Could carriers rebel against the high costs of Apple's iPhone?
If a carrier, like AT&T, wants to improve profitability on iPhone sales, it has to do so by reducing the subsidy. The only way to reduce the subsidy is to get Apple to drop its pricing, or to sell at a higher contract price
Yesterday, on Wall Street, we saw something rare. An Apple analyst downgraded the stock from a “buy” to “neutral” rating. Most analysts who cover Apple are incredibly bullish. So it’s interesting to think about why this analyst, Walter Piecyk from BTIG Research, disagrees.
I haven’t seen his research report with my own eyes, so I’m relying on the good reporting done by AllThingsD here. The crux of the downgrade reasoning seems to come down to subsidies.
Apple sells its latest iPhones for over $600. This is well known by most industry pundits. This is how Apple can make such healthy margins compared to most other players in the market. Analyst speak for this price is ASP, or “average selling price”.
Carriers then subsidize the phone. In the US, typically the sticker price to a consumer is $199 on a two year contract. So the carrier is forking over more than $400 just to bring the customer onto their network.
This wouldn’t be a problem if the $400+ subsidy was a one time thing. But it isn’t. Every two years, customers are eligible to resign a new contract, and grab another subsidized phone. Many carriers, like AT&T, also allow you to upgrade early (before contract expiry), at a higher price. But that higher price still bakes in a huge subsidy on the phone.
Piecyk says, “We expect post-paid wireless operators to remain firm in their plan to stunt the pace of phone upgrades in 2012 and we expect to see some initial evidence of their success in the current quarter.”
He estimates that AT&T will implement stricter upgrade policies, and other carriers may follow suit. This could lead to fiscal Q3 iPhone sales of only $27.5 billion, or about $1 billion less than the average estimates (the Street calls this “consensus”). Remember Q3 is Apple’s June quarter since its fiscal year ends in September.
I don’t think it makes sense for carriers to spend tons of cash to let customers upgrade such an expensive phone one year into a contract. And beyond this, I think the average consumer doesn’t want to upgrade that early. While Piecyk may have a valid argument for a short term weakness in Apple stock, I want to think about this longer term.
I think the real risk to Apple could come from ASP pressure, not a small change in upgrade pricing. The carriers don’t like paying $600+ for iPhones. Most competing high-end smartphones cost less.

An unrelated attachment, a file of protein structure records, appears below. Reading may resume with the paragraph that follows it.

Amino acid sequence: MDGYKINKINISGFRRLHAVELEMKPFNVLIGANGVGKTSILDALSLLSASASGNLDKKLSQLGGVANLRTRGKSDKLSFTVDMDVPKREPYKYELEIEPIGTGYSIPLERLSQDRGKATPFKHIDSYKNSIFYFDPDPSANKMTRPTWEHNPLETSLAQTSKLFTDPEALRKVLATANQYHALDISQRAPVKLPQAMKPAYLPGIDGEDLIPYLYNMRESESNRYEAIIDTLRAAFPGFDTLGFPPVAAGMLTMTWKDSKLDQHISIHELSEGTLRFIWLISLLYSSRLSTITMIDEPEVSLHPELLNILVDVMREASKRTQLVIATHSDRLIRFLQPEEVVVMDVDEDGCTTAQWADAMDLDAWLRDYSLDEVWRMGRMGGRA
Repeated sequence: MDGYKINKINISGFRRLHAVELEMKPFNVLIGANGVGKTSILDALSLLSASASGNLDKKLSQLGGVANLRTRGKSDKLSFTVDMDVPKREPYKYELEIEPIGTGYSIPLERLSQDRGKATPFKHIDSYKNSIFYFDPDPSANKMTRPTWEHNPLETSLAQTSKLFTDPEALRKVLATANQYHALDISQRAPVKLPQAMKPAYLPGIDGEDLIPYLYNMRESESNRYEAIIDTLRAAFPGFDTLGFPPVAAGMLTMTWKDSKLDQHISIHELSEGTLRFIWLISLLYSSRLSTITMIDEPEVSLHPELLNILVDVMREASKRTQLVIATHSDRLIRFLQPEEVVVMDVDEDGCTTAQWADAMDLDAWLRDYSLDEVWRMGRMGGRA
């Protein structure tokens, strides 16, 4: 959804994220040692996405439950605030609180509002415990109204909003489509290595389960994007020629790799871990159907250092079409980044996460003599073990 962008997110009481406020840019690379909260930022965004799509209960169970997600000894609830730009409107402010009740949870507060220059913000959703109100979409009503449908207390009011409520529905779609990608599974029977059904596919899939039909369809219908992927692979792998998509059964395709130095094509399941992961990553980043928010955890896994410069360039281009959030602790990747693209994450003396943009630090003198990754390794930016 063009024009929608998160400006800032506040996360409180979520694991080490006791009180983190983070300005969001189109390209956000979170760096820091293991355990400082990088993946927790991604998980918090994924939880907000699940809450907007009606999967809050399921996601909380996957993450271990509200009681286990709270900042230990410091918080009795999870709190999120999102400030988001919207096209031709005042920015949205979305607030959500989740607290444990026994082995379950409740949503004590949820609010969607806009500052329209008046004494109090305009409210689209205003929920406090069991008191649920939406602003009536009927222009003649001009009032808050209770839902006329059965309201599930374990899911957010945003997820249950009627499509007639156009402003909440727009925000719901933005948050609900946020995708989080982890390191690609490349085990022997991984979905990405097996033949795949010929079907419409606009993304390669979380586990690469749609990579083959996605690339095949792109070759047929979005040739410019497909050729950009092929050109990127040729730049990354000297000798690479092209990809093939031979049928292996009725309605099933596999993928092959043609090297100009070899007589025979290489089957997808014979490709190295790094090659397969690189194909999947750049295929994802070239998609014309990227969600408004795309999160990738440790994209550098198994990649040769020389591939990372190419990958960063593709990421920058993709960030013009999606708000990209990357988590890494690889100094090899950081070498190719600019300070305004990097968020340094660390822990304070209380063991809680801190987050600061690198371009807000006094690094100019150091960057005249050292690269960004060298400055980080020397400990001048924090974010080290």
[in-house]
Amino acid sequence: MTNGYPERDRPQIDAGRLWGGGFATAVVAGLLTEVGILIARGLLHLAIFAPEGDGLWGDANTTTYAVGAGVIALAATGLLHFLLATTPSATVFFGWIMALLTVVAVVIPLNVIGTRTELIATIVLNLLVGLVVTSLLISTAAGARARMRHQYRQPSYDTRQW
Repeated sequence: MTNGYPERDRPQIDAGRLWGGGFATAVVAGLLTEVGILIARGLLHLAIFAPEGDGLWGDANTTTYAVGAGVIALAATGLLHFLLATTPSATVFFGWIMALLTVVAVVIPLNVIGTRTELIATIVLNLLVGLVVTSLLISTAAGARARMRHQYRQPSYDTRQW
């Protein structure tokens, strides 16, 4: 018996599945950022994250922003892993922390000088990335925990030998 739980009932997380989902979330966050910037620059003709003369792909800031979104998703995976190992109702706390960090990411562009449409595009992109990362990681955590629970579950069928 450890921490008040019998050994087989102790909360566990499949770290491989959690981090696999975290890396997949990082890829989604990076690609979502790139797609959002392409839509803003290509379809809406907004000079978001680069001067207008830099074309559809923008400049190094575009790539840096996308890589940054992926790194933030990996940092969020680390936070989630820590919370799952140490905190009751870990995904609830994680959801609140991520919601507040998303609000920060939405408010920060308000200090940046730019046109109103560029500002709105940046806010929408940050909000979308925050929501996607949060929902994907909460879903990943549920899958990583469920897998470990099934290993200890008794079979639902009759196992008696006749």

If a carrier, like AT&T, wants to improve profitability on iPhone sales, it has to do so by reducing the subsidy. The only way to reduce the subsidy is to get Apple to drop its pricing, or to sell at a higher contract price (say $299 instead of $199).
Both of these will be incredibly hard to execute. Unless there is collusion between carriers, it is hard to imagine that one of them would be willing to raise the iPhone contract price on its own. It would be a sure way to drive all customers to the other carriers. Apple may well have a contract with carriers that defines contract pricing, too.
Apple is also unlikely to respond to requests for better pricing from carriers. Apple sees itself in the position of power, which also happens to be an accurate view. They sell a premium product at a premium price. End of story.
I’m still bullish on Apple. I realize pricing will probably drop over time, but I expect this to occur alongside an expansion into many more markets around the world where customers can’t afford $600 for a phone. The iPod used to be a highly priced product too. As Apple perfected ways of introducing cheaper versions, it did so. The real risk to Apple comes if the company needs to lower prices in response to competition rather than as a way to expand global addressable market.
Another longer term risk is HTML5. I still think it will be a couple of years before iOS developers see a good reason to shift to HTML5. But when it happens, Apple could lose some of its control over customers, and the range (and quality) of apps on the App Store versus competing stores could narrow. As the user experience moves to the web instead of the OS, Apple products could be less “sticky” with those of us who don’t consider ourselves exclusive to the Apple ecosystem.
Obviously Apple stock has risks. Piecyk points out a short term risk. I’ve highlighted a couple of potential longer term risks. There are always risks. But from where I sit, I still think Apple has a lot of growth left.
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Former sell side analyst, out-of-box thinker, consultant, entrepreneur. Interests: Wife & kids, tech, NLP, fitness, travel, investing, 4HWW.
What's scary is the reaction they got with the new ipad. Doubling the resolution didn't seem to impress many. If that kind of upgrade can be met with yawns and mumbling, then you know you've got problems. Maybe not in sales yet, but clearly you can sense Apple mania may have peaked already. Perhaps more marketing problems or expectation problems than real. This is where Steve Jobs is missed. IMO, he would have sold that retina ipad but it was simply introduced instead.